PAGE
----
Has your dog or cat suddenly developed a nickel to quarter sized lump along the trunk (side)? Is your pet irritating the site further or excessively grooming the site? If the cyst contains a circular hole in it, you may be dealing with a parasite called Cuterebra or the warble worm.
According to the CATalyst Council, which is a coalition of veterinary, academic, nonprofit, pet industry, and animal welfare organizations, the top 10 cat-friendly cities in the United States for 2009 are: Phoenix, AZ; San Francisco, CA; Portland, OR; Denver, CO; Boston, MA; Seattle, WA; San Diego, CA; Atlanta, GA; and Minneapolis, MN; with the friendliest city being Tampa, FL.
“Top Cat Cities.” Pet Age. June 2009. P. 10
Has your cat been coughing lately? Have you noticed weight loss in your pet or periods with difficulty breathing? You may be dealing with a parasitic infection rather than a respiratory disease, feline heartworms, or feline asthma. Any cat with clinical signs of respiratory disease that is over 3 months of age should be screened for the feline lungworm, or Aelurostrongylus abstrusus, which is a nematode (type of roundworm) capable of infecting the lungs of cats.
Trying to decide on the ideal snake for a beginning hobbyist? The two most important things to look for include ease of handling and difficulty in feeding. One of the best, if not the best choice for a new handler is the corn snake, or Elaphe guttata, sometimes referred to as the red rat snake.
The age old question for pet owners has been, “Why do dogs, who are largely carnivores, and cats, who are obligate carnivores, eat grass?” Dogs and cats receive no nutritive value from grass. So why do they consume greens, typically grasses? Traditionally veterinarians and behaviorists have theorized that these pets are sick and need to vomit or have some perceived dietary deficiency that perhaps the owner is unaware of. The answer may be more fundamental: eating grass may be a necessary inherited predisposition of dogs and cats from their wild ancestors.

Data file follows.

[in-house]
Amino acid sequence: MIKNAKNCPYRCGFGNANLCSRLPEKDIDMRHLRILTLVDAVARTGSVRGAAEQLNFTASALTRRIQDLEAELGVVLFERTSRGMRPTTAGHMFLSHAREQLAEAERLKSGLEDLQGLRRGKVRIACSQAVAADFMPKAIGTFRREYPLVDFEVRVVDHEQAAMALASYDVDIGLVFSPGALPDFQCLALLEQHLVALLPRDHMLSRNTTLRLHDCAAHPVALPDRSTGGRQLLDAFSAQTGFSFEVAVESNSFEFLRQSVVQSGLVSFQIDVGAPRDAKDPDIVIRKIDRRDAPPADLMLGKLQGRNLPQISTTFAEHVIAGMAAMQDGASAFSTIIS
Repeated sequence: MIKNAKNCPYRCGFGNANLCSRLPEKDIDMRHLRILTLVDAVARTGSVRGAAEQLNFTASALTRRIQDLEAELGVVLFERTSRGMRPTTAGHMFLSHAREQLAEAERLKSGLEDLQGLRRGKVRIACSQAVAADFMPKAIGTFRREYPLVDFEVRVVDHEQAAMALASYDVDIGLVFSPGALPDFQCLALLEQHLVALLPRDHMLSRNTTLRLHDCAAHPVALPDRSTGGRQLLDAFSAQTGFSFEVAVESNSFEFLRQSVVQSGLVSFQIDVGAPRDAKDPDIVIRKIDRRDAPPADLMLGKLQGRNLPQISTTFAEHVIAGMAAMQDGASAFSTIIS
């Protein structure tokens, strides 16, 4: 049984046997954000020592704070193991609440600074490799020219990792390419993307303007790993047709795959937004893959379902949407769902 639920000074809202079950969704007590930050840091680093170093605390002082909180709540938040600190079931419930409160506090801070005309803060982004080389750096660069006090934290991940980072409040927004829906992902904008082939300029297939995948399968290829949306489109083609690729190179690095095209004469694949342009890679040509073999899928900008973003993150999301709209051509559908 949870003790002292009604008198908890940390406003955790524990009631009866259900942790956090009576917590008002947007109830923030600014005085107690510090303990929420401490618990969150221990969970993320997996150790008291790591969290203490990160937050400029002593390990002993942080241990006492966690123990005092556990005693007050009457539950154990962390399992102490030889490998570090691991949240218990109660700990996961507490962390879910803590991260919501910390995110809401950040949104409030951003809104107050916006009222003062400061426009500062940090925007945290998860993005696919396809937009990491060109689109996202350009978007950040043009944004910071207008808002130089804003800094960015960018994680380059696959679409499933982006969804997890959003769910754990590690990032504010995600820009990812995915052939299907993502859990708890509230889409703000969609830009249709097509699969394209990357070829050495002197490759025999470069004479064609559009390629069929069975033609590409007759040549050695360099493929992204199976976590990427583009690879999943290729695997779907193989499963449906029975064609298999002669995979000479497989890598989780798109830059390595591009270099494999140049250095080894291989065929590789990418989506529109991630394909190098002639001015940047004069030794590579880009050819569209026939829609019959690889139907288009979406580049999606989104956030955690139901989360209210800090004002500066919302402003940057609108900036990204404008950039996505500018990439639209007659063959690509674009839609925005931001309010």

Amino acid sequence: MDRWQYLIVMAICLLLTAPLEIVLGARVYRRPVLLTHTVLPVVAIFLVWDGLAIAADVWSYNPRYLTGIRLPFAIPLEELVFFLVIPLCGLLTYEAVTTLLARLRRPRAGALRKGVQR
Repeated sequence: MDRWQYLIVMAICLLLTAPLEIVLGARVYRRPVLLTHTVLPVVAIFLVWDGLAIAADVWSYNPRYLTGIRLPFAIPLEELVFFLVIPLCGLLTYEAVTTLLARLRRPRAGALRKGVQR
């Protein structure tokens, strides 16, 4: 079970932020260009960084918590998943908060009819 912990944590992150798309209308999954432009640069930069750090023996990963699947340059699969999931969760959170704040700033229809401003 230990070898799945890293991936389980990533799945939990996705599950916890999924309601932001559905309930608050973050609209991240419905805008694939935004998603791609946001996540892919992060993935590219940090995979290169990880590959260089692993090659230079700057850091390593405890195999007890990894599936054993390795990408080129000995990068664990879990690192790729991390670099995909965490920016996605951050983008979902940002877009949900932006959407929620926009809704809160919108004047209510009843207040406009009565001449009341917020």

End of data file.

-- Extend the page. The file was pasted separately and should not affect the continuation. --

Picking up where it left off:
Have you been feeling under the weather lately? Running a temperature, feeling achy and coughing? You may be suffering from the flu. If it is indeed the flu, you might not want to socialize with your ferret buddies. Ferrets are extremely sensitive to the influenza viruses, both types A and B, as well as the swine flu or H1N1 variety.
Has your dog recently been diagnosed with a mast cell tumor? Has your veterinarian given you a rather gloomy prognosis? Take heart: Pfizer Animal Health™ has a new chemotherapy drug coming out specifically for the treatment of mast cell tumors in the dog.
Worried about the “New Parvovirus?” Don’t be! If your pet is adequately vaccinated for parvovirus, then they will be covered for the newer strain. If your dog is not vaccinated for parvovirus, they can become infected with any strain of parvovirus, regardless of age. So if your dog has not been vaccinated in the past year for parvovirus, see your veterinarian today! Don’t delay! It could mean the difference between the life and death for your four-legged friends.
Is your pet suddenly lame when you have seen no indication of trauma? Have you recently removed ticks from your pet or are you late on your tick treatment this month? Has your dog had any abnormal bleeding or are his joints swollen or painful? Then you may want to consider the possibility that your dog could be suffering from Rocky Mountain Spotted Fever (RMSF).
Are you a member of the meat-eating public? Then you might want to familiarize yourself with “Mad Cow Disease,” or Bovine Spongiform Encephalopathy (BSE). First described in 1986 in Great Britain, this disease is a fatal, slow-onset encephalopathy, or disease of the brain, in cattle. “Why should I be concerned?” you might ask. Mad cow disease is the only known form of a transmissible spongiform encephalopathy to be transmitted from animals to humans, which makes it a lethal zoonotic disease.
Is your horse feeling under the weather, running a temperature and coughing? Think your horse may of caught the flu? You could be right! In fact equine influenza, an Orthomyxovirus, is the most frequently diagnosed cause of viral respiratory disease in the horse. This virus is endemic all over the world except in Iceland and in New Zealand. Influenza A viruses can infect a wide variety of species including humans, wild and domestic birds, pigs, sea mammals, dogs, cats, and even ferrets.